Sorry it has been a couple of days but, as expected, intternet availability has become a bit sparse. This post i'm going to talk about the day I spent in Soweto on Tuesday and then my next post will be about the beginning of the overland trip I'm currently on and our first 2 days in Kruger National Park. OK, so here goes...
My one full day in Johannesburg was June 7 and i decided to do something cultural since most of the rest of this trip will be focused on wildlife and nature. My guide on Tuesday was Nel Redelinghuys. She is a history professor who is an expert on the area and has worked in Soweto for nearly 15 years. She only takes as many people as can fit in her car (up to 3) so a fantastic personal experience is guaranteed. On this day I was lucky enough to be her only customer. The Soweto township was created during the apartheid era to ensure that black South Africans lived outside the city of Jo'burg but remained close enough to be a cheap source of labor. While the name sounds like it could come from a local language it actually just stands for SOuthWEstern TOwnship, named for its direction from the city. Soweto is home to nearly 4 million residents who reside in 34 different townships within its borders. To understand the diversity of Soweto, consider that there are more millionaires in Soweto than in any other city in South Africa.
We started our tour at the largest hospital in the world, built at Great Britain's request during WWII. From there we walked over a large overpass that gave some good perspective on exactly how large and sprawling the area is. As far as landmarks go, only the two painted towers stand taller than a couple of stories but rows and rows of homes can be seen for miles. Here we also got a taste of Soweto fast food (pictured) and then headed over to the Motsoaledi informal settlement (basically a squatters camp), named for Elias Motsoaledi, a civil rights leader who spent 26 years at Robben Island prison. There we were met by Kevin, our guide through the settlement and a resident. He was very excited to have a visitor and could not have been more welcoming. He walked us through the streets and did a great job describing what it was like to live in a small shack with no electricity or running water. What they do to keep their TV's and radios going is to hook them up to car batteries. Cooking is done on crude portable ovens that are severe fire risks. The settlement has only 285 port-o-potties for its nearly 7,000 inhabitants and they are cleaned three times per week. On the tour he led us into one of these shacks belonging to a man named Tando. The room was approx 10'x10' with one bed he shares with his wife and daughter and a small bureau for their clothes and some shelves for food and their oven. Again, he could not have been more welcoming or enthusiastic to share what his life was like. Right near Tando's shack was one of a number of Spaza shops, informal stores selling very basic staples such as maize and rice. Overall the people of the settlement were surprisingly upbeat and friendly considering their situation and were happy to answer any questions I had.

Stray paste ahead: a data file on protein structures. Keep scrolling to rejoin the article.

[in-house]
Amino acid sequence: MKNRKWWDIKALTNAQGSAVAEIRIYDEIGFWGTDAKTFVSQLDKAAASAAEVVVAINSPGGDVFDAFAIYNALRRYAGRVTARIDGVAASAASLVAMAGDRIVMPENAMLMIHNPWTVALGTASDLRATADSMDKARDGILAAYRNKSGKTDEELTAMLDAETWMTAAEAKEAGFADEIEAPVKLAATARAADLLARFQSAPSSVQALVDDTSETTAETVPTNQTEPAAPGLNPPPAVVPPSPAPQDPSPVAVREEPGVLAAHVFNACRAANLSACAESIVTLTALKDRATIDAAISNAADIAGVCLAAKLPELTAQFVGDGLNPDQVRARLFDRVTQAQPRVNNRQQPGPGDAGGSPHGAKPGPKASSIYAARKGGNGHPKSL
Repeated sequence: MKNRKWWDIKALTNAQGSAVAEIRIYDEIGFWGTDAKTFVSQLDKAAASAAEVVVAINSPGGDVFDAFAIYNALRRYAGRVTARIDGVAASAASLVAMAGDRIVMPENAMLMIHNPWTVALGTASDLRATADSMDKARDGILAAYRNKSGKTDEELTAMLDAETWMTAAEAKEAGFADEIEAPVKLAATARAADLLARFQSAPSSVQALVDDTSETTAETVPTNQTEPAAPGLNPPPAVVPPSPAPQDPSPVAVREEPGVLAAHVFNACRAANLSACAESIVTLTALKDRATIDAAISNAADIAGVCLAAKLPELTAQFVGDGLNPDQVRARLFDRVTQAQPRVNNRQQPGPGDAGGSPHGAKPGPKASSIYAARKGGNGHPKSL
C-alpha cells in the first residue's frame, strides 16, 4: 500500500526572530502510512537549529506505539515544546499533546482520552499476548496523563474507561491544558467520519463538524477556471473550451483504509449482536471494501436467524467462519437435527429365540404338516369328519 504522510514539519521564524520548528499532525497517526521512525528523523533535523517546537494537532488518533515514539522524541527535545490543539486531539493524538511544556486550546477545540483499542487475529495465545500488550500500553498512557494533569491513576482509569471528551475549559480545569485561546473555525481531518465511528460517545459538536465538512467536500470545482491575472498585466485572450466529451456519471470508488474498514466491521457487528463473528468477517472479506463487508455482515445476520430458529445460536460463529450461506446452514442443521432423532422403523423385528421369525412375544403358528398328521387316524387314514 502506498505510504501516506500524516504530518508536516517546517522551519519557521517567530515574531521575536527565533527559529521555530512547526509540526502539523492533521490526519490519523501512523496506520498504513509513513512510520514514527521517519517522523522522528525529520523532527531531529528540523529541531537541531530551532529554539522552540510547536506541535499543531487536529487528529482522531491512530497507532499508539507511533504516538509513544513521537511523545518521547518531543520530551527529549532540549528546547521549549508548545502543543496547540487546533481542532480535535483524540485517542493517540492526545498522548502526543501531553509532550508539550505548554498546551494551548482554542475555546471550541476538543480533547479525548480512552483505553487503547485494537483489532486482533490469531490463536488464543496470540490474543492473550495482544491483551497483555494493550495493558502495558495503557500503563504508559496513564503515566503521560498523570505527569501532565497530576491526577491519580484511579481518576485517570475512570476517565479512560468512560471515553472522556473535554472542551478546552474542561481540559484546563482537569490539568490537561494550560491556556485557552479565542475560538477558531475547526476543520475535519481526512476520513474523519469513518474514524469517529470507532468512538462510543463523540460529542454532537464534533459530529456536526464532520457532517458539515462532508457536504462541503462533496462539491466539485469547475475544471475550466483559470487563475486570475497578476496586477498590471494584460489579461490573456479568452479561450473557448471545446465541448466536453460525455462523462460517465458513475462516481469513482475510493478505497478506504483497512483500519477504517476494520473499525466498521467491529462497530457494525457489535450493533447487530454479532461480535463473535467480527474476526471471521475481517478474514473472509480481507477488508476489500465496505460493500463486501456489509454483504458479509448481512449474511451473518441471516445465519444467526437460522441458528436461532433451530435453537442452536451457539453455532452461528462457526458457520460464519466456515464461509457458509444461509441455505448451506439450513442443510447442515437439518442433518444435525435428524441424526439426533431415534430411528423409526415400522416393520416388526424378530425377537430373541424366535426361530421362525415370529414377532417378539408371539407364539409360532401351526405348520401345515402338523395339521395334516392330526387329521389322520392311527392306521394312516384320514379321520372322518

Our final 2 stops were the Hector Pietersen Museum and the former home of Nelson Mandela. Hector Pietersen was a 14 year old boy shot to death during the 1976 student uprising. The students of Soweto were protesting the implementation of the Afrikaans language in their schools, which they viewed as the language of their white oppressors. Hector was the first child shot when violence broke out that day and has become a symbol of the struggle for equality. The museum bearing his name was incredible and very educational. Visiting Nelson Mandela's former home was also a fantastic experience. Standing in the same rooms he stood in and looking at many of the things that have remained unchanged really gives you an opportunity to get a better understanding of some of the things he went through.
Overall Soweto was incredible. Despite walking through some of the poorest neighborhoods I have ever seen I can say with absolute honesty that, aside from some pushy souvenir salesmen and little kids wanting "sweets", I never at any point felt one bit threatened or unsafe.